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Baltimore Police Respond To Report Of Secret Aerial Surveillance Program

BALTIMORE (WJZ) -- Since January, the city of Baltimore has been under intermittent surveillance from the sky, and the public was never told, according to a report out this week in Bloomberg Businessweek.

A small Cessna airplane equipped with cameras spent hours flying over the city, and feeding its footage back to huge hard drives, the report says.

The Baltimore Police Department held a press conference on the matter Wednesday afternoon, and Mayor Stephanie Rawlings-Blake put out a statement around the same time.

"I was recently made aware of the Persistent Surveillance Systems Inc. work with our city," Rawlings-Blake wrote.

"The pilot program, funded by an anonymous donor, is cutting edge technology aimed at making Baltimore safer. My top priority, which I have continuously communicated to Commissioner Davis, has been to keep our city safe. His team sought opportunities to find new technology that works hand in hand with our robust Citiwatch program. This technology is about public safety. This isn't surveilling or tracking anyone. It's about catching those who choose to do harm to citizens in our city."

The program is "not an unmanned drone or a secret surveillance program," Baltimore Police Department spokesman T.J. Smith began the Wednesday press conference by saying.


"This is a 21st century investigative tool used to assist investigators in solving crimes. The wide area imagery system allows for the capability of seeing 32 square miles. This, effectively, is a mobile CitiWatch camera. What we gain with this is size, so we see a larger area than we would see with a CitiWatch camera, but what we lose is the clarity that we get from a CitiWatch camera, which is on the ground."

He credited the program with helping solve a crime involving a pair of elderly siblings being shot in Walbrook Junction in February.

The CitiWatch program is a voluntary registry that contains the location and owner information of privately owned surveillance systems—information that is valuable to the Baltimore Police Department in the event of a crime. There are 700 such cameras throughout the city.

"Years ago, when we embarked on our CitiWatch program, there were similar anxieties and that's understandable," Smith said. "We expect this technology to be used for other public safety concerns, like Silver Alerts, Amber Alerts, floods, sinkholes, fires, terrorist attacks, and more. It adheres to our CCTV policies. We currently know that there are existing technologies that are out there in the world and in place, like red light cameras, speed cameras, license plate readers, other CCTV and facial recognition. All of those programs received the same level of scrutiny. This is a 21st century technology that other large cities across the country are also testing."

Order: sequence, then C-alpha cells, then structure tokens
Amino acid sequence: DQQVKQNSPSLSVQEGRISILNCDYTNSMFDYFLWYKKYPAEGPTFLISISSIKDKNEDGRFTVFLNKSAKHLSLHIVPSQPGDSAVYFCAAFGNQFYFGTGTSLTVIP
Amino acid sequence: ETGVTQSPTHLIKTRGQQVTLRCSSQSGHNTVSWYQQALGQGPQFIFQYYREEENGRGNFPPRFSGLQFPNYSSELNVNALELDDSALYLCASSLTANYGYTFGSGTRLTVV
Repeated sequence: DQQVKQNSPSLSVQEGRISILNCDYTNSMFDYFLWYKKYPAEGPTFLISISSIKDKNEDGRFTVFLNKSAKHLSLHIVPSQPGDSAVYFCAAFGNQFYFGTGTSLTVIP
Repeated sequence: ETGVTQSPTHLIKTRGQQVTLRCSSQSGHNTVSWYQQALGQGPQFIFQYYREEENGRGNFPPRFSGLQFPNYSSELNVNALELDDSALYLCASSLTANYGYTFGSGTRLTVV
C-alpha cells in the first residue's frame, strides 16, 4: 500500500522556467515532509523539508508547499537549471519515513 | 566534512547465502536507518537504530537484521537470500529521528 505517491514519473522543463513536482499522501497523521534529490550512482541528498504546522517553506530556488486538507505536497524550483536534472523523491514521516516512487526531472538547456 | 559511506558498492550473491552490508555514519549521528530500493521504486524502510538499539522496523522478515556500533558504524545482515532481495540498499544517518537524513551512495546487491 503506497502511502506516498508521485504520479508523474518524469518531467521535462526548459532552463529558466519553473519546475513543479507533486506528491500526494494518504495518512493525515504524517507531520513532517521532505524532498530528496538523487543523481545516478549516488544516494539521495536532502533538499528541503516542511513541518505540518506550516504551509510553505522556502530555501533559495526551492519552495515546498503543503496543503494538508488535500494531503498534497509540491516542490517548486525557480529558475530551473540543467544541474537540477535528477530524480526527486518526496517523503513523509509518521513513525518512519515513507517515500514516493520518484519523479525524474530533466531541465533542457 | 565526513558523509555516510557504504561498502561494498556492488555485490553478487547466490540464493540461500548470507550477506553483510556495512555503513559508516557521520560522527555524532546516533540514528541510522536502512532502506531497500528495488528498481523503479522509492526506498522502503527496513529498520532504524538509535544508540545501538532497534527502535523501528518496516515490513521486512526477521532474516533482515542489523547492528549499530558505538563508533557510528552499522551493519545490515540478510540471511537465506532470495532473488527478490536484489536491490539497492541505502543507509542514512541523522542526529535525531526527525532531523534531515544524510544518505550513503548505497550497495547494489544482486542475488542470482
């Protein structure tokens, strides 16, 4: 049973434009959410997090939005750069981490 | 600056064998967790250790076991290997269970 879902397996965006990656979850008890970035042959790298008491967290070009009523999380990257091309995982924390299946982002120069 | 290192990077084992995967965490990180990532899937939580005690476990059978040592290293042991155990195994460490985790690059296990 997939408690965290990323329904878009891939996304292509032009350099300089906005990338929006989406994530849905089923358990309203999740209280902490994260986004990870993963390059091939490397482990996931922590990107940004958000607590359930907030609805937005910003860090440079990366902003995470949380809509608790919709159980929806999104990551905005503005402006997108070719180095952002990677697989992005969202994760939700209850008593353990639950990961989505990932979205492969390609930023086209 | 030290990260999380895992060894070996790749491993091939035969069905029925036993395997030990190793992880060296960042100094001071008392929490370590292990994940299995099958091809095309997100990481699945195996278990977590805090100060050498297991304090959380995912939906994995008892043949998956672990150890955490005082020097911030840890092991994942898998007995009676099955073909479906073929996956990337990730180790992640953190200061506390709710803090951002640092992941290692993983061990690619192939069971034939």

Smith ended his initial remarks by saying  "the only people that should be concerned in the city of Baltimore are criminals."

When asked why the program was never disclosed to the public, Smith pointed out that it is not the department's policy to put out press announcements for new or changed CitiWatch cameras, and that it's not an official city program, but rather a trial program.

He also said the program "wasn't continuous from January 1st through today", but rather consisted of 100 hours of filming in the January and February, and 200 hours over the summer months.

There are a few more weeks left in the current phase of the program, but "we don't have a plan at this point to move forward beyond that," Smith said.

In a statement on Wednesday night, Police Commissioner Kevin Davis said, "We do knot know yet if our examination of this technology will result in a recommendation to permanently pursue it, but promise a robust and inclusive community conversation in the event that we conclude it can improve public safety in Baltimore."

Ross McNutt, the president and CEO of Persistent Surveillance, was also on hand at the press conference.

"We believe that we contribute significantly to the safety and the support of the citizens here in Baltimore and we greatly appreciate the opportunity," he said.

"We do have the legal analysis that covers the program that we are no different than any other airborne law enforcement organization camera system. There are four Supreme Court level decisions that cover this, that deal with one out of Florida and one out of California, specifically, that were used to gather search warrants. One was in 1984 and one was in 1986."

Those documents have been reviewed with the State's Attorney's office, McNutt said.

Commissioner Davis says the program was made available to Baltimore through a private donation in an effort to seek ways to enhance public safety.

WJZ has learned that Texas billionaire John Arnold and his wife Laura  donated the money to a non-profit Baltimore Community Foundation, saying in a statement, ""We invest in a wide array of criminal justice issues and policies, including strategies for improving the clearance rate of criminal cases. One such strategy is to use technology to assist police in early-stage investigations. To that end, we personally provided financial support for the aerial surveillance tool being piloted in Baltimore.  As a society, we should seek to understand whether these technologies yield significant benefits, while carefully weighing any such benefits against corresponding tradeoffs to privacy."

Many residents, including Councilman Brandon Scott are wondering why the public wasn't notified.

"Why in the world didn't we tell people about this," said Scott. In light of everything happening in the city, transparency is key with us moving forward."

Police agencies in Pennsylvania, California and Ohio have also tested the technology.

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